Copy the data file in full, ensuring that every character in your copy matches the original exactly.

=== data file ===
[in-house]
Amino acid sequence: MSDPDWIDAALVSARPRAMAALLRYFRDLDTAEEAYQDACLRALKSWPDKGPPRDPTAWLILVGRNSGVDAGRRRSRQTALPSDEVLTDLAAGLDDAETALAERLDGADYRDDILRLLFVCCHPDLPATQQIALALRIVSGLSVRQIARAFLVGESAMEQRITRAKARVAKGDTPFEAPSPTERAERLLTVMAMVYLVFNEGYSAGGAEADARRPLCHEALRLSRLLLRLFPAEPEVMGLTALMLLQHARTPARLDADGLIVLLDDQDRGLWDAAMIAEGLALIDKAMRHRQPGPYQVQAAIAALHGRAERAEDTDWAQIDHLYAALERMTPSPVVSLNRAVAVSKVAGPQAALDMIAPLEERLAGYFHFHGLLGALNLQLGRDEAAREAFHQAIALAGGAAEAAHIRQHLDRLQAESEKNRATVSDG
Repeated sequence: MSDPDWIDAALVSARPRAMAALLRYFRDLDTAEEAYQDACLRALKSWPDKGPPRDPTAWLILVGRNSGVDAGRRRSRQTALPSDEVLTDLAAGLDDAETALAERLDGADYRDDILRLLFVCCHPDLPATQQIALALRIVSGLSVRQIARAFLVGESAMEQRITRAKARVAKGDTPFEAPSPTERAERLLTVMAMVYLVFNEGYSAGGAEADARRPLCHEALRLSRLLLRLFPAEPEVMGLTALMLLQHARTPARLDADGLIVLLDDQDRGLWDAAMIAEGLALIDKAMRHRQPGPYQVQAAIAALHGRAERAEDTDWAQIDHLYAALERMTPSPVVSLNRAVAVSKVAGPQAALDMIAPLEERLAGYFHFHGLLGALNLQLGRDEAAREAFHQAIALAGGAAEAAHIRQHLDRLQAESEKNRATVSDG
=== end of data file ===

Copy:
[in-house]
Amino acid sequence: MSDPDWIDAALVSARPRAMAALLRYFRDLDTAEEAYQDACLRALKSWPDKGPPRDPTAWLILVGRNSGVDAGRRRSRQTALPSDEVLTDLAAGLDDAETALAERLDGADYRDDILRLLFVCCHPDLPATQQIALALRIVSGLSVRQIARAFLVGESAMEQRITRAKARVAKGDTPFEAPSPTERAERLLTVMAMVYLVFNEGYSAGGAEADARRPLCHEALRLSRLLLRLFPAEPEVMGLTALMLLQHARTPARLDADGLIVLLDDQDRGLWDAAMIAEGLALIDKAMRHRQPGPYQVQAAIAALHGRAERAEDTDWAQIDHLYAALERMTPSPVVSLNRAVAVSKVAGPQAALDMIAPLEERLAGYFHFHGLLGALNLQLGRDEAAREAFHQAIALAGGAAEAAHIRQHLDRLQAESEKNRATVSDG
Repeated sequence: MSDPDWIDAALVSARPRAMAALLRYFRDLDTAEEAYQDACLRALKSWPDKGPPRDPTAWLILVGRNSGVDAGRRRSRQTALPSDEVLTDLAAGLDDAETALAERLDGADYRDDILRLLFVCCHPDLPATQQIALALRIVSGLSVRQIARAFLVGESAMEQRITRAKARVAKGDTPFEAPSPTERAERLLTVMAMVYLVFNEGYSAGGAEADARRPLCHEALRLSRLLLRLFPAEPEVMGLTALMLLQHARTPARLDADGLIVLLDDQDRGLWDAAMIAEGLALIDKAMRHRQPGPYQVQAAIAALHGRAERAEDTDWAQIDHLYAALERMTPSPVVSLNRAVAVSKVAGPQAALDMIAPLEERLAGYFHFHGLLGALNLQLGRDEAAREAFHQAIALAGGAAEAAHIRQHLDRLQAESEKNRATVSDG